Raw Milk Crusader: Michael Schmidt is yet another excellent CBC documentary Tuesday October 28, 2008 10 P.M. The filmmakers set up the premise in the first few minutes, letting the story take center stage after that.
Michael Schmidt is a dairy farmer who sells his milk straight to people in his community who want natural, unpasteurized milk and raw milk products. This of course annoys the million dollar making Milk Marketing Board and countless government officials who go on the warpath.
As a consumer, it is hard to pick sides in this debate. We want the food we eat to be safe but we also want all-natural stuff fresh from the farm. We do not want the government to regulate us but we blame the government and ask it for financial compensation when something goes wrong.
How can we get both? Ironically, Michael Schmidt is in trouble in part because raw milk can cause listeria though the latest Ontario listeriosis scare is not associated with milk, while in Quebec, the cheese listeriosis scare has still not been connected to raw milk.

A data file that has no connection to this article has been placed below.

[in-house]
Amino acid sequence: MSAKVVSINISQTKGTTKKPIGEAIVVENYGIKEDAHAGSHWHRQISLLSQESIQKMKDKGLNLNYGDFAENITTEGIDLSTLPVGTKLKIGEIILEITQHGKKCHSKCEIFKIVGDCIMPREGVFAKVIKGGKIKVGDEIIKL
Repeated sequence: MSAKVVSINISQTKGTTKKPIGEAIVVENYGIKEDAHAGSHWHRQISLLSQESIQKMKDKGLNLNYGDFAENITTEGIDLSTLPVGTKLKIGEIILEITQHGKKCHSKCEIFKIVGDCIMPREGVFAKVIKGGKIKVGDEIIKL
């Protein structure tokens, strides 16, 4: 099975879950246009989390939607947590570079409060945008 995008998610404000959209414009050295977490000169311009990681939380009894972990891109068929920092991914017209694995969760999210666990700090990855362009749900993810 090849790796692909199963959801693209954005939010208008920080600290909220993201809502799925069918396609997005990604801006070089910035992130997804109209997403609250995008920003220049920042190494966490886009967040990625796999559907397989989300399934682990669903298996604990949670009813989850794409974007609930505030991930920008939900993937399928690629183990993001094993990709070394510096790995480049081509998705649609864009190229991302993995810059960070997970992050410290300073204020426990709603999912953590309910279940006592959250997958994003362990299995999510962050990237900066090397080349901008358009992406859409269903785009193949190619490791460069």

Raw Milk Crusader is a very good documentary in part because it is economical, clear, and concise. I am less impressed with the omnipresent and loud classical background music.
Fascinating is the fact lactose intolerance does not exist when you consume raw milk. This is something you learn when this CBC documentary looks at the situation in California, where raw milk is available off the shelf, and England.
Not addressed is the issue of how growth hormone laden milk cows are so as they can produce more milk whose pasteurization does not kill the growth hormones.
The bottom line to this issue is, to quote the great comic Ron Shock “You’re Gonna Die Anyway.” andwell-produced raw milk isn't going to do it.
This excellent documentary airs October 28th 2008 at 10 P.M. on CBC Newsworld.
On Oct 20th 2008 Schmidt was found guilty of contempt of court for not refusing to stop selling raw milk. His case goes to court January 2009
If you call the CBC, I am sure they will repeat the show in the near future. They really should. Making it available to schools for a nominal fee would also be a great idea